Probe me, Adonai, and test me, test my kidneys and my heart; (26:2)
When you reach a certain age, you begin to wonder whether the Psalmist is having a wry chuckle at your expense. At that point in your life, when the main social event of your week is visiting another doctor’s office, when every organ and orifice is being poked and prodded and tested and medicated, it’s hard to believe that the Psalmist is seriously and happily inviting God to get in line and take a turn!
Though amusing it would be, happily is not the case. God leaves the poking and prodding to human doctors. In the Biblical idiom, kidneys referred to the seat of strong emotions, and the heart referred to the seat of the intellect. A less literal and far more accurate translation of the verse would therefore be, “Probe me, Adonai, and test me, test my feelings and my thoughts.”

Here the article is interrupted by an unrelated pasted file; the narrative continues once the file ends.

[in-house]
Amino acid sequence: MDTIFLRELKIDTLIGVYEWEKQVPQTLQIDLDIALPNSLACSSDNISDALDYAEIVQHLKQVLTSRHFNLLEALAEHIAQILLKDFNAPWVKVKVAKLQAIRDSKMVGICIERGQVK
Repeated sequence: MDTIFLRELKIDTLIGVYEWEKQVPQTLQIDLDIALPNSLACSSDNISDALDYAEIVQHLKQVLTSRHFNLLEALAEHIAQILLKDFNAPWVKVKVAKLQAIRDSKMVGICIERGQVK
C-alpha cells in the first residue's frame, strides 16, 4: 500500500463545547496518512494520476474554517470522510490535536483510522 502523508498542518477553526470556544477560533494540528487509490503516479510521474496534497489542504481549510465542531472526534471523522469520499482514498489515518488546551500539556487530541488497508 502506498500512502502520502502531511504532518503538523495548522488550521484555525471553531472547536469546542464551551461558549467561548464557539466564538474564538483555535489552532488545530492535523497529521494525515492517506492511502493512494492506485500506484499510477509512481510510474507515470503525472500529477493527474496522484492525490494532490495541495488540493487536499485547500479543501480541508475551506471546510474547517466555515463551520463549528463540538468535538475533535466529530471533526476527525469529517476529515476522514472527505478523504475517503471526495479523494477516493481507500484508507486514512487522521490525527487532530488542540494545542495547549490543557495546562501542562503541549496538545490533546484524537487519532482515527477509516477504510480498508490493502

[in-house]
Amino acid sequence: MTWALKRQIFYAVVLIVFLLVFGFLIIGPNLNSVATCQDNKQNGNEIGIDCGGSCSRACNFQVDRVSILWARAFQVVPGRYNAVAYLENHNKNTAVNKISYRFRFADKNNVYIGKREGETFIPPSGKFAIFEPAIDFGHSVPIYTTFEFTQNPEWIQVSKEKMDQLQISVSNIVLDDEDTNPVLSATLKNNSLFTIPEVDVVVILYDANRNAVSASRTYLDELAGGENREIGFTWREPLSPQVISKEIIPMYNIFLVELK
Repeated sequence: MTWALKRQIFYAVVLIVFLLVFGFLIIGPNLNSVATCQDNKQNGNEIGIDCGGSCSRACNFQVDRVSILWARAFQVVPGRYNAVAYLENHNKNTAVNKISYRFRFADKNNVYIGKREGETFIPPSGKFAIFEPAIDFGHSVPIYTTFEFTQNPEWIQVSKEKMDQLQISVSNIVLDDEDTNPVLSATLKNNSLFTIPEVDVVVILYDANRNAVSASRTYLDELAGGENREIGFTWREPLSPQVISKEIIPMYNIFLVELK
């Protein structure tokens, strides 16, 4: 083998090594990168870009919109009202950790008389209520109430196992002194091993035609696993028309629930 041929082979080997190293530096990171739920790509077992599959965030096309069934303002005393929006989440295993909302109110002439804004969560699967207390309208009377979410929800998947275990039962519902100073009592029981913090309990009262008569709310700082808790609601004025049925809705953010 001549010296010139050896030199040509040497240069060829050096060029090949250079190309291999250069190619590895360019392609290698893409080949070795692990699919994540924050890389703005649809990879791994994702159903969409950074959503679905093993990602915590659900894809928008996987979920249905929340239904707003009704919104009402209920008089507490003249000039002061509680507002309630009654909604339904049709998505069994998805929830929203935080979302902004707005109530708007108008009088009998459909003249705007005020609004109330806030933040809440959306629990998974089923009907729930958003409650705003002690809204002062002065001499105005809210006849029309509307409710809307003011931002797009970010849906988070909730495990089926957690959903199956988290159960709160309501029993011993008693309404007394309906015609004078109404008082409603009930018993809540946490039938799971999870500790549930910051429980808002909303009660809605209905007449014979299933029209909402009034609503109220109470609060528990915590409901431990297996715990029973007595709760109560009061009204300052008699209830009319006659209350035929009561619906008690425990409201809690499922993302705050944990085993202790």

The Psalmist is challenging God to examine the purity of his actions, down to the last intention. A Midrash teaches that the Ark of the Covenant was covered in gold both outside, where it’s beauty could be seen, and inside, where it would never be seen, to remind us that we too should be the same outside and in. Our actions should be positive as should our motives. We should be truthful both to others and to ourselves. We should be the same person when we deal with friends and strangers, family and outsiders, members of our tribe and foreigners, alike. Ironically, the outside of the ark was rarely if ever seen – it was kept in the most sacred of places, and visited but once a year on Yom Kippur by the High Priest. Our additional challenge is strive for purity of actions and motives even when we know that no one is watching, that no one will ever see or know what we have done – except, of course, the Blessed Holy One, who we invite to keep an eye on us to help keep us honest.